Saturday, December 19, 2015

Munching in Outer Morelia Restaurants Part 4: Restaurante Caracuaro

Restaurante Caracuaro (their photo)
Some of the best comida in México, or at least, in Michoacán, originates in La Tierra Caliente, the hot lands to the south and west of the central Michoacán highlands. There's a special touch with seasoning of the hearty foods that I've come to appreciate.

We had been to the Restaurante Caracuaro for comida with friends several years ago, and it seemed o.k. At the time, I preferred the food at Fonda Marceva, in Centro Morelia.

We have twice breakfasted recently at the smaller of two Restaurante Caracuaro branches, namely, the one on Paseo de La República, the peripheral highway on the western fringes of Morelia.

The other location is at Calzada La Huerta, on Carretera Federal 14, where the highway departs Morelia on its way to Pátzcuaro and beyond, just before the highway bridge going to Pátzcuaro. We haven't tried that location, although it appears more convenient, with ample parking.

The food is hearty and the two young waiters who've served us have been lively and spirited. We were brought freebies,  the Tierra Caliente version of "amuse-bouche". The first breakfast visit saw queso ranchero, crema, two salsas caseras and a toquera each. Totopos (freshly made tortilla chips) are de rigeur. You will recall that a toquera is a slightly sweet fresh corn "latke". The toqueras at Caracuaro are sweeter than those that we had at Las Cocineras Tradicionales.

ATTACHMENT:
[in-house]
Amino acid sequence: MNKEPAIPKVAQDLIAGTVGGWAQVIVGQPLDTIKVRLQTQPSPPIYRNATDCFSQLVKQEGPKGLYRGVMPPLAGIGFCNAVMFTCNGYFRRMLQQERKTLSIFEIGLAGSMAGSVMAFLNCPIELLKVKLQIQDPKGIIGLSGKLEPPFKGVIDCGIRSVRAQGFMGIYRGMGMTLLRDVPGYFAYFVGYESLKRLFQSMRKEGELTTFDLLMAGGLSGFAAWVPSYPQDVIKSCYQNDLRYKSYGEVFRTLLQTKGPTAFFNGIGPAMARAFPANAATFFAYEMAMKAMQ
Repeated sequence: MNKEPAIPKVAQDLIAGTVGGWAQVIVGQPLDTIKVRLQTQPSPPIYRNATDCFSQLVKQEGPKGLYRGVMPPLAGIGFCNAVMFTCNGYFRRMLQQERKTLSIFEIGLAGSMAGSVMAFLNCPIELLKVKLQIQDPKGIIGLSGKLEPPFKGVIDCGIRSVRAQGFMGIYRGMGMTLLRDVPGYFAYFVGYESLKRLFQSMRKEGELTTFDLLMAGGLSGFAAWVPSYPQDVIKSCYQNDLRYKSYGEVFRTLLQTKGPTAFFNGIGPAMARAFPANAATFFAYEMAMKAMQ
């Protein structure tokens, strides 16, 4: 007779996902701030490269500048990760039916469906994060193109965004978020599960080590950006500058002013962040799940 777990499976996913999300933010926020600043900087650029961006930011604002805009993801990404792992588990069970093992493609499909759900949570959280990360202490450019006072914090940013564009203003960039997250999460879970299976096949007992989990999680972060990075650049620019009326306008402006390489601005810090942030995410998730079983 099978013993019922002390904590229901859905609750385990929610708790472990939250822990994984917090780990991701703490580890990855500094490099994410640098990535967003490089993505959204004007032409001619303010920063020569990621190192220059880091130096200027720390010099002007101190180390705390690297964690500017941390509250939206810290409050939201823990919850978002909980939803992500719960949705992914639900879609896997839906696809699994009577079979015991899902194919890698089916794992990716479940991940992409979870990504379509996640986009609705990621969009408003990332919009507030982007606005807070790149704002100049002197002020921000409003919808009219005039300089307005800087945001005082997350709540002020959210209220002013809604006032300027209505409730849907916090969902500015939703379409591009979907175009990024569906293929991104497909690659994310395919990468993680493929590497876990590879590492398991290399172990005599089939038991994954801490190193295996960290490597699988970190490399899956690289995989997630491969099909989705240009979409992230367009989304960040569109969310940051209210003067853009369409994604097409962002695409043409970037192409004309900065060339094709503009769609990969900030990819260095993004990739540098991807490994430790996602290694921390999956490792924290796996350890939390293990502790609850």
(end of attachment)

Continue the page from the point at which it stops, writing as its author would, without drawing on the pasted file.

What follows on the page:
Toquera Caracuaro
On our first breakfast visit, Sra. Cuevas ordered huevos albañil, which the cooks reportedly had never made before, but they nevertheless did a pretty good job of it.

Huevos albañil (O.k., but too soupy)
I had aporeadillo, a classic of the genre, consisting of pieces of sun dried beef, coated with egg, in a spicy sauce. This aporeadillo was the heartiest I've ever had, with larger pieces of beef than the usual shreds. Hot, handmade tortillas came with this meal. The tortillas tend to be a little  too chewy.

Aporeadillo Caracuaro
We drank freshly squeezed orange juice and drank rich cups of sweet café de olla. Our bill was very reasonable.

On our most recent visit, the freebies flowed freely. This time we each got a steaming hot uchepo, one mound of freshly made, still warm* requesonthree salsas and some more queso ranchero.

Amuse-bouches Caracuaro
*That the requesón was warm is clue that they make their own. How many restaurants do we know of that do that?

Uchepo exposed, with salsa roja
La Señora got Chilaquiles con Pollo, which looked a right mess, but were reportedly tasty and picante. The pollo was a fried chicken leg in place of the usual shreds of chicken.

Chilaquiles con pollo
Although the menu has lured me with menudo each Friday, it's never been ready at our early hour of arrival. But on this occasion, the Caldo de Res was ready. It was bountiful and substantial, loaded with chunks, not shreds of beef and nicely cooked vegetables in a savory broth. The Caldo came with three small clay dishes of cut limes, cilantro and chopped onion.

It was probably the best Caldo de Res I've eaten anywhere. I was pleased that the menudo had not been available. I loved the soup, but confess that it was too much for me to finish the last spoonfuls of liquid.

Caldo de res Caracuaro

Food: 7

Service: 8

Cost: $$  Nuestra cuenta

Restrooms: clean and well maintained

Parking: limited parking in front, more on the side.

Wifi hot spot.

Location: Periférico de la Republica 3507, Colonia Mariano Michelena, Morelia, Michoacán.

(443) 274 17 53, 44 33 55 38 51. e-mail:

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